Beef Stew with Whole Grain Rye and Barley

Posted on November 2, 2009. Filed under: Favorite Recipes |

Fall is my favorite time of year, not just because the long Texas summer winds down and the leaves start turning colors, not just because of football, dove hunting and lower electric bills, but because of the Fall Cuisine at the Walker bunker. Fall is still nice enough to grill outside, have a cool sandwich or salad, but also now cool enough to enjoy soups and stews, lasagna and spaghetti, etc., etc.

This weekend Dawn and I decided to do a stew, and here is what we came up with.

I started with a 2lb+ package of stew meat, but didn’t quite use it all- saved out about 1/2 a lb to use with something else. I placed the stew in the crock pot on high with about 6 cups of water.

Next I turned to the veggies with a vengeance, knife in hand. I attacked the carrots first all. I peeled and chopped several carrots until I had a dinner plate completely covered in the orange  treasures. I cut my carrots pretty large for a pot roast, and fairly small for a soup. Carrots for a stew are in the middle, the biggest pieces may be an inch in length. I use regular full size carrots because I like the difference in diameters each piece gives. In the crock pot you go!

My next victims are the potatoes. We prefer red skinned potatoes for most things and we always leave the skins on. Again, like the carrots, I chop them smaller than I would for a roast, but larger than for a soup. Another full plate of chopped veggies goes into the pot.

I give three stalks of celery the same treatment. This is only about 2/3 of plate however. Off to the crock pot with you.

I had two smallish onions and I chop them up, but I chop some of them quite small, as if for  a soup, and other large.

I chop up a rather large jalapeno and couple of small, stray, serrano peppers. You didn’t think I could make stew without hot peppers did ya? I do sample the peppers to make sure I am not going to overheat the stew, because I will add some black pepper and cayenne later. The red serranos were surprisingly mild but the green  jalapeno was a bit warm.

The final vegetable is garlic. Most people would say that garlic is but a seasoning, but not me. I consider it to be a real live veggie. So I use an entire bulb of fresh garlic. Yeah, it’s a real pain chopping up all those cloves, but I prefer that to getting the garlic in a bottle. Like the onions, I chop the garlic into different sizes from minced finely to whole cloves untouched.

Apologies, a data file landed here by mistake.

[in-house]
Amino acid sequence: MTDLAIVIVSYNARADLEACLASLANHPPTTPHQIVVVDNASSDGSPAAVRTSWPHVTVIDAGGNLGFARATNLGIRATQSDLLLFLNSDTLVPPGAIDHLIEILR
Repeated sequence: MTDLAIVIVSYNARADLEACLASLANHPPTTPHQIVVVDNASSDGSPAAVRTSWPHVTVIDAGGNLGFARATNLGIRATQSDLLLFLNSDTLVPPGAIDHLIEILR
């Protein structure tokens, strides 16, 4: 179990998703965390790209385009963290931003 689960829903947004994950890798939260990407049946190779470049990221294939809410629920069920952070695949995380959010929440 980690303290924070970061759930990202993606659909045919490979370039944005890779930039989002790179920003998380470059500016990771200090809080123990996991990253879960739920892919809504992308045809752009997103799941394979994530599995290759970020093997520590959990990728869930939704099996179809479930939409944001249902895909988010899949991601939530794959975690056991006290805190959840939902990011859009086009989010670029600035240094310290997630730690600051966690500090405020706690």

After all the veggies and meat have cooked for a while, a couple of hours on high, I start adding the seasonings. I start with about a teaspoon of sea salt, but that is rarely enough and I always end up adding more salt to my own bowl as I eat. I just don’t want to over salt it at the beginning. Then about a teaspoon of black pepper followed closely by 1/4 to 1/2 teaspoon of cayenne. I like my stews spicy hot (when I eat my stew I will also usually add some Tabasco).

I throw in about 5-6 Bay Leaves, a few sprinkles of liquid smoke, 1 can of tomato sauce, and, this is the first time I have done this-but it really worked- about 1/4 bottle of Mesquite Bar B Q sauce.

I let this mixture heat up to boiling again, another couple of hours, then I add the pearled barley and brown rice, about 1/4 cup each, and finally add the thickener, about 1 cup of whole grain Rye flour. Some of the flour I mix in a cup of cold water and then stir into the stew, but I also use the sprinkle method, which invariably produces tiny lumps so I have to stir and mash with a fork. The boiling process also eliminated the remaining small lumps.

It now cooks for a couple of more hours.

But the result? I think this was the best stew I have ever made. The addition of the jalapenos, the whole grain flour, and the Bar B Q sauce really set this stew apart. I think it may have been perfect. We basically let it cook all night Saturday night, and all day Sunday and finally ate it on Sunday evening before church.


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